After the city's financial crisis forced drastic cuts to the Neosho Police Force in 2010, the department is building back, and is now on the road to being fully staffed once again.
The Neosho Police Department is currently hiring for two patrol positions, which would bring the number of officers up to 20, and allow for the department to bring back one detective position, said police chief David McCracken.
"At one point we were down to 11," McCracken said. "We're working our way back."
In 2008, prior to any department reductions, McCracken said 26 officers were on the force.
He said once the cuts were implemented, the department discontinued all ranks other than police chief, sergeant and patrol officer.
The discontinued positions included captain, corporals, detectives, and detective sergeant.
"We're starting to look at putting a detective back into the system," he said.
He said the department is budgeted for 20 officers this fiscal year. While two officers were recently hired, the department still has two positions left to fill, one that was being held open and one from a recent resignation.
He said the current plan is to fill the two open positions, train the new officers and promote one patrolman to a detective position, once the new officers have completed training.
McCracken said the department employed two detectives in 2008. Since the cuts, handling investigations has become an added responsibility for sergeants and patrol officers.
The chief said the Newton County Sheriff's Department has also stepped in to help with investigative work.
"The sergeants and the patrol officers have been working cases in between radio calls as best we can, it's certainly not the best situation," McCracken said. "And, the sheriff's department has been very helpful with us and have worked all of our child abuse cases for us and some of the major other crimes that we just couldn't do justice with the staff that we have."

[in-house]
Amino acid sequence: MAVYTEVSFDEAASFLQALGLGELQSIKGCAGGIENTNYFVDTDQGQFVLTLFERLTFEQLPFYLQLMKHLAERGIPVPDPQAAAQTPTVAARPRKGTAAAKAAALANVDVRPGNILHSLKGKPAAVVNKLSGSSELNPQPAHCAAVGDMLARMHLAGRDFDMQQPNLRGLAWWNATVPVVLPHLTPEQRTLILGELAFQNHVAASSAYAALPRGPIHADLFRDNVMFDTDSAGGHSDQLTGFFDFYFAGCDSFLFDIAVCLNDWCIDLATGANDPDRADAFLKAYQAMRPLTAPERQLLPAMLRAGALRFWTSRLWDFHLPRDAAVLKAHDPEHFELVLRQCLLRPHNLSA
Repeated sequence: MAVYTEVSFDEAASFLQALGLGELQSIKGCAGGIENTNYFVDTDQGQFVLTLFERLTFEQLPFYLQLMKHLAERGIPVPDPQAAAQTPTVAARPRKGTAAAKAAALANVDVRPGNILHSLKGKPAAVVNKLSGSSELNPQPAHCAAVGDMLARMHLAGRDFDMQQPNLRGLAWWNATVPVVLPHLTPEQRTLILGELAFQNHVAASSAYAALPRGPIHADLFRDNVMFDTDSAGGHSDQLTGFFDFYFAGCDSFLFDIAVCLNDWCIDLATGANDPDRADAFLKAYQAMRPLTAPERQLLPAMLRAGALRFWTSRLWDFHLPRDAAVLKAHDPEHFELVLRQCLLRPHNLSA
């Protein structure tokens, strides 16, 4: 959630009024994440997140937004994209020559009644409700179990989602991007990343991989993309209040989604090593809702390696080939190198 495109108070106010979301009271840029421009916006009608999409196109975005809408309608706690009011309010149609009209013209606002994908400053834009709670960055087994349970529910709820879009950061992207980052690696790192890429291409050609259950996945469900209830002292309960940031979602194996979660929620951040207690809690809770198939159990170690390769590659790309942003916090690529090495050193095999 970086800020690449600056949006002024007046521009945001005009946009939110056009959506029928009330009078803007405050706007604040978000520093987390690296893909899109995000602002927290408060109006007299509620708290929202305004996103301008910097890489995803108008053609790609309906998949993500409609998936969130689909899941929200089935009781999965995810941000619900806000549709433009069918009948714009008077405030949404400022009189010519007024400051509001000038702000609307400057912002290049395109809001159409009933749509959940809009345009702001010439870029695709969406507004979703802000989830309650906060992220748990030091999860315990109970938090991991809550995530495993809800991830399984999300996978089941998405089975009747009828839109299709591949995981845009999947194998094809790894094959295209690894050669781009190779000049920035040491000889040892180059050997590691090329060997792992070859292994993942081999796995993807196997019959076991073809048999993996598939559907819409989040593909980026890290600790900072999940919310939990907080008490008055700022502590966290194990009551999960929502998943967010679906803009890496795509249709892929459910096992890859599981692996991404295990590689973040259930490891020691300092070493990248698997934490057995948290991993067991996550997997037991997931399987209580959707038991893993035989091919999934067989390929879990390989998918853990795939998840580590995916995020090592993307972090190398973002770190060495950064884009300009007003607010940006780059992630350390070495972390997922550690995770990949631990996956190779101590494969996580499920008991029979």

McCracken said the return of a department detective will change that, allowing the Neosho Police Department to investigate its own cases, and have a full service police department once again.
When the open patrol positions are filled, the department will have enough officers to bring each shift to four, including three patrolmen and one supervisor.
"We definitely are making progress," McCracken said. "We can all kind of feel a little bit better about officer safety and citizen safety."
He said he hopes to see the department continue to grow, though that will have to be done in stages.
"We're hoping to increase our staff as well as get a second detective in the coming budget years, as revenues allow," McCracken said.
As the department has grown, the number of calls officers have responded to have also increased, based on an annual report presented to the Neosho City Council on Tuesday evening.
Overall crime reported to police was 13 percent higher in 2012 than the previous year, while officers responded to a total of 6,801.86 crimes against persons and property crimes, and 16,224 calls for service.
The most common criminal offense reported was larceny theft, with a total of 404 cases for the year.
Assault crimes were the second most common, as Neosho police responded to 173 reported cases.
"The police department has made the commitment that we would continue to provide the same quality service as we did with a full staff," McCracken wrote in the report. "While we may not be able to do the quantity of work the quality will be the very best possible."
McCracken also noted in the year end report that the Neosho Police Department has been successful in obtaining several grants in the past year.
The department received a total of $198,557 in grant funding in 2012.
The grants included an annual Local Law Enforcement Block grant, at $9,997, which assisted with patrol safety equipment costs, the MDT Project 35 grant, for $20,000, which purchased four new in-car laptops to replace outdated units and the Mo Statewide Communications Assistance Program grant, at $67,862, which provided new radios for the department to meet the required switch to narrowband capability.
Additional grants included the Department of Justice's Bullet-proof Vest Partnership grant, at $959, which offsets the cost of officers' protective vests, a DWI enforcement grant, awarded by the Missouri Department of Highway Safety, for $5,000, which provides overtime funds for extra patrols watching for impaired or intoxicated drivers, and the Community Oriented Policing grant, also from the Department of Justice, which awarded $94,739 to cover an officer's salary and benefits for a three-year period, with a 25 percent match from the city.
"With council support we've been able to rebuild to generate a better service for our citizens," McCracken said.